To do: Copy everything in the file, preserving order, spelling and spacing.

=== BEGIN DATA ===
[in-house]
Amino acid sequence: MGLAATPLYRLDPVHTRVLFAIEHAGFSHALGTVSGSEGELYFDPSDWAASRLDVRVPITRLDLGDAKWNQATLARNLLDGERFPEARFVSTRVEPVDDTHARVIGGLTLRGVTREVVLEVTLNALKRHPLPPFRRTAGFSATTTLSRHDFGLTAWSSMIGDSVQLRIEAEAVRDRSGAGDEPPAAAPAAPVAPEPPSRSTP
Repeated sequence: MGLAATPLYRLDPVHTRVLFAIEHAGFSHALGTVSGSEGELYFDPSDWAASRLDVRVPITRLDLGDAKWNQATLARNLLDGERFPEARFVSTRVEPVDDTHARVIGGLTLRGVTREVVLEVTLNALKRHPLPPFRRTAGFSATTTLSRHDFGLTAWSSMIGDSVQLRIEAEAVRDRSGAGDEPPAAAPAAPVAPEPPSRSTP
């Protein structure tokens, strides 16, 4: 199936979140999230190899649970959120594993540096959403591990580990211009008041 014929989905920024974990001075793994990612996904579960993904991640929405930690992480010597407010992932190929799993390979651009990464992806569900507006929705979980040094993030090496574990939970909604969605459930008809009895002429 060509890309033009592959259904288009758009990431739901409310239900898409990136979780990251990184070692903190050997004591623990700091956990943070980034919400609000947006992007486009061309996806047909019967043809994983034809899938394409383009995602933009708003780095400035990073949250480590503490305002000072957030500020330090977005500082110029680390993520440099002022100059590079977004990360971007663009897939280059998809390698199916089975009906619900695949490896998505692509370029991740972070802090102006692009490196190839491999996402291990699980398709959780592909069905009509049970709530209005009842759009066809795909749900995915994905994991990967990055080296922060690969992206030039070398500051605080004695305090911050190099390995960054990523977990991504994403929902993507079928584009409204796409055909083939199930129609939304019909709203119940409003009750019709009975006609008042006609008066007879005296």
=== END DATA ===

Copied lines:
[in-house]
Amino acid sequence: MGLAATPLYRLDPVHTRVLFAIEHAGFSHALGTVSGSEGELYFDPSDWAASRLDVRVPITRLDLGDAKWNQATLARNLLDGERFPEARFVSTRVEPVDDTHARVIGGLTLRGVTREVVLEVTLNALKRHPLPPFRRTAGFSATTTLSRHDFGLTAWSSMIGDSVQLRIEAEAVRDRSGAGDEPPAAAPAAPVAPEPPSRSTP
Repeated sequence: MGLAATPLYRLDPVHTRVLFAIEHAGFSHALGTVSGSEGELYFDPSDWAASRLDVRVPITRLDLGDAKWNQATLARNLLDGERFPEARFVSTRVEPVDDTHARVIGGLTLRGVTREVVLEVTLNALKRHPLPPFRRTAGFSATTTLSRHDFGLTAWSSMIGDSVQLRIEAEAVRDRSGAGDEPPAAAPAAPVAPEPPSRSTP
């Protein structure tokens, strides 16, 4: 199936979140999230190899649970959120594993540096959403591990580990211009008041 014929989905920024974990001075793994990612996904579960993904991640929405930690992480010597407010992932190929799993390979651009990464992806569900507006929705979980040094993030090496574990939970909604969605459930008809009895002429 060509890309033009592959259904288009758009990431739901409310239900898409990136979780990251990184070692903190050997004591623990700091956990943070980034919400609000947006992007486009061309996806047909019967043809994983034809899938394409383009995602933009708003780095400035990073949250480590503490305002000072957030500020330090977005500082110029680390993520440099002022100059590079977004990360971007663009897939280059998809390698199916089975009906619900695949490896998505692509370029991740972070802090102006692009490196190839491999996402291990699980398709959780592909069905009509049970709530209005009842759009066809795909749900995915994905994991990967990055080296922060690969992206030039070398500051605080004695305090911050190099390995960054990523977990991504994403929902993507079928584009409204796409055909083939199930129609939304019909709203119940409003009750019709009975006609008042006609008066007879005296």